On Monday, June 13, 2016, in Halo Electronics, Inc. v. Pulse Electronics, Inc., 579 U.S. _____; No. 14-1513, the Supreme Court turned back the clock on increased damages under 35 U.S.C. § 284, ruling that the test adopted in In re Seagate Technology, L.L.C., 497 F. 3d 1360 (Fed. Cir. 2007) “unduly confines the ability of the district courts to exercise the discretion conferred to them.”
Section 284 of Title 35 allows the district court to “increase the damages up to three times the amount found or assessed.” Since the 19th century, these damages have been awarded to punish a “wanton or malicious pirate” and were in the discretion of the trial court.
In Seagate, the Federal Circuit limited the discretion of the trial court, requiring the patent owner to first “show by a clear and convincing standard that the infringer acted despite an objectively high likelihood that its actions constituted infringement of a valid patent.” Id. at 1371. Second, the patent owner must demonstrate by clear and convincing evidence that the risk of infringement “was either known or so obvious that it should have been known to the accused infringer.” Id. Thus, an accused infringer could develop invalidity or non-infringement reasoning at trial months or even years after a decision to introduce the accused product even if the accused infringer was aware of the patent and previously practiced it wantonly without considering questions of validity or infringement.
The court held that this Seagate standard impermissibly removed the discretion of the trial court, was contrary to the statute, and inconsistent with other treatments of intent based causes when the knowledge or the actor need generally be determined a the time of the challenged conduct and not years afterword.
The court returned the standard for willful infringement to that which existed before Seagate. Thus, the trial court has discretion to determine that a case is willful based on the preponderance of the evidence at trial, determining the question of culpability based on the subjectively reasonableness of actions at the time infringement occurs with the trial court’s decision reversible under an abuse of discretion standard.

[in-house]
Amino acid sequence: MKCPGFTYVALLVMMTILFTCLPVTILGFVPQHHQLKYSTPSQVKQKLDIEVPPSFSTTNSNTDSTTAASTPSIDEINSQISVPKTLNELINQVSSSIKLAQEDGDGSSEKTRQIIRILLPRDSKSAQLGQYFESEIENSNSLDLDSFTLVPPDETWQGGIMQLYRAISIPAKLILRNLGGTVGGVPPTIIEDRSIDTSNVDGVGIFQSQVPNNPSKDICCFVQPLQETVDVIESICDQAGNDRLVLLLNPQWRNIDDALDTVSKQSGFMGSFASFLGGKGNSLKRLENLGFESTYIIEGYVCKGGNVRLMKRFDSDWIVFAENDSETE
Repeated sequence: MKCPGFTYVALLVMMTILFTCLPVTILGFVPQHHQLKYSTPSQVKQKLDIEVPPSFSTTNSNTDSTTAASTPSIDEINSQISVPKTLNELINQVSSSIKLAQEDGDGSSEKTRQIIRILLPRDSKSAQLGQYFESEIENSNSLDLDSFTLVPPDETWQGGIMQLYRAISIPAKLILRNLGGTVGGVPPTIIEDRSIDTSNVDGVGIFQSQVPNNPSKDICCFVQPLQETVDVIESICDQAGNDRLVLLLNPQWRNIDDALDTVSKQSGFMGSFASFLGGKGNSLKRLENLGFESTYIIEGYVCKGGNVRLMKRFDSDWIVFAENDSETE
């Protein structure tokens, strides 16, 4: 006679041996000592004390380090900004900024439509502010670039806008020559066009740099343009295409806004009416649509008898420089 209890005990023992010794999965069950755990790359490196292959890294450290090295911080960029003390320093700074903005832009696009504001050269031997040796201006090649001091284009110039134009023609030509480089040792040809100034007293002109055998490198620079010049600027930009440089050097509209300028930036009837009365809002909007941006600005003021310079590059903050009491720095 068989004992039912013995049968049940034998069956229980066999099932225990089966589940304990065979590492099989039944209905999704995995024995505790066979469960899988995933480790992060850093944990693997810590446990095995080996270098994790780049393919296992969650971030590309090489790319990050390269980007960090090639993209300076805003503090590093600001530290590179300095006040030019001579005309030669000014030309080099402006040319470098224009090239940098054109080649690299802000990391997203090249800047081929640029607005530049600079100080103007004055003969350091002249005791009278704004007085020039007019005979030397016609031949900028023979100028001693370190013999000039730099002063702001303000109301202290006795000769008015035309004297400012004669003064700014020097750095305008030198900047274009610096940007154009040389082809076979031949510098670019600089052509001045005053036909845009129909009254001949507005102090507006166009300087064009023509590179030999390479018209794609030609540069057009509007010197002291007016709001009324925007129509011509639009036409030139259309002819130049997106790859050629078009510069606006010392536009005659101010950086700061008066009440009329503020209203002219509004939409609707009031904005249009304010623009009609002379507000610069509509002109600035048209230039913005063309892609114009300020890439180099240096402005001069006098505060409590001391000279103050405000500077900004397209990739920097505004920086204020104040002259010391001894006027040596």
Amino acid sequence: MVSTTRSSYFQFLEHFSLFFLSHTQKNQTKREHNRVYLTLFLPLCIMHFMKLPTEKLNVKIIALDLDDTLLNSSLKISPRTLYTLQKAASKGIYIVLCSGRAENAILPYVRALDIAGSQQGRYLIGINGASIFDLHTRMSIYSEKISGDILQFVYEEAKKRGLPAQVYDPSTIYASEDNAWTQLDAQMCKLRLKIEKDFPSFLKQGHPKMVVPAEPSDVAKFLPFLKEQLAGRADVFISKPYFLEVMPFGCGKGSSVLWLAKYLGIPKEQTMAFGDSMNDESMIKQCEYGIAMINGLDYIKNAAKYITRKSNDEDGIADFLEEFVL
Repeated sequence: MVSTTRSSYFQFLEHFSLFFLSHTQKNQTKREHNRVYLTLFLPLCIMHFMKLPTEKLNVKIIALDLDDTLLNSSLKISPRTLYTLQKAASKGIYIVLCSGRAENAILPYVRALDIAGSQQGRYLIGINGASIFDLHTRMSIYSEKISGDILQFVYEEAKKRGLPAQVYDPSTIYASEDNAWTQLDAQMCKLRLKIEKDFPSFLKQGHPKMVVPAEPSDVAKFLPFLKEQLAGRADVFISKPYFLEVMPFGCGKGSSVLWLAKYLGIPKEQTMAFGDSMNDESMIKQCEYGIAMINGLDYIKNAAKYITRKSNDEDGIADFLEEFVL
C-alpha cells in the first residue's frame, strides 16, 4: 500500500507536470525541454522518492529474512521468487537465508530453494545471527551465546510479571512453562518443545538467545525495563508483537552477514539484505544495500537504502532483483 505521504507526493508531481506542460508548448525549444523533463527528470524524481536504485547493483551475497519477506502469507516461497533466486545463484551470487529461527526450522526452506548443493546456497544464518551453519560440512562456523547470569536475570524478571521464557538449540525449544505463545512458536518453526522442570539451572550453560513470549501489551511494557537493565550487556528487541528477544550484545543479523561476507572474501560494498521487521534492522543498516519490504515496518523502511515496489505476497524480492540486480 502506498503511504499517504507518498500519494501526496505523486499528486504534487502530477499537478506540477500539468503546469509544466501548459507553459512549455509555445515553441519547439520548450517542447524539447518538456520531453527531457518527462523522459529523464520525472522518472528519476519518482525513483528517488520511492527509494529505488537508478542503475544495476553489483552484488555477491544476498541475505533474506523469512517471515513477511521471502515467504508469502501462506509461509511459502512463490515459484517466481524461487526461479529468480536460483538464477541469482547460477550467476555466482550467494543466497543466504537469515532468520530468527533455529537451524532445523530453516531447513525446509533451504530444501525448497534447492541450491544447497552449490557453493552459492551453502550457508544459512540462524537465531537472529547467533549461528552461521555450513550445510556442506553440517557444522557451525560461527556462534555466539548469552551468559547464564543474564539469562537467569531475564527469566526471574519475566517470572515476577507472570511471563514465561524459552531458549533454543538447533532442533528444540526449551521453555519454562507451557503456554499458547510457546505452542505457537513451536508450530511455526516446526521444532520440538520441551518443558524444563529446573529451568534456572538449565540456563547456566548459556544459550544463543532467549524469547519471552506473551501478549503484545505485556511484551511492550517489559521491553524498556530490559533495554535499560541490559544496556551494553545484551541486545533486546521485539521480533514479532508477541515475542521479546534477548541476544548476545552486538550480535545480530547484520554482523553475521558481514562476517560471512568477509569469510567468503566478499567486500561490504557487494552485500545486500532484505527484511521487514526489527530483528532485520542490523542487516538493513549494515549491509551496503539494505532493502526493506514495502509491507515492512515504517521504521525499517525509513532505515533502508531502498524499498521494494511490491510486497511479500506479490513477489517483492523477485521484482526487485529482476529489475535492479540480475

The change in the enhanced damages standard makes it prudent to reconsider actions to be taken once a potential threat of infringement is discovered. An accused infringer’s actions will be judged for reasonableness at the time the decision is made and based on a preponderance of evidence standard. During later litigation, when evidence is presented by the patent owner as to knowledge of the patent and potential infringement during discovery, it may be desirable for the accused infringer to present evidence of lack of bad faith. To limit inconvenience to in house counsel that would otherwise present such evidence and avoid potential disqualification of litigation counsel, it may again be desirable to obtain an opinion from independent opinion counsel to show good faith reasoning in situations when it is needed in a later trial. Thus, Halo may return the practice of obtaining an opinion of outside opinion counsel to demonstrate subjective good faith in non-infringement or invalidity predominant in the period before Seagate.
Perhaps the more interesting question is what happens to those decisions made during the Seagate period. Would obtaining such an opinion of outside counsel months or even years after a decision supplement the record of a company’s subjective good faith during the Seagate period avoid the need to produce in-house attorney-client privileged correspondence or opinions to demonstrate subjective good faith?
There will be a great deal of change in view of Halo. It is not simple to roll back the clock after 9 years of practice under Seagate.
A link to the decision can be found here.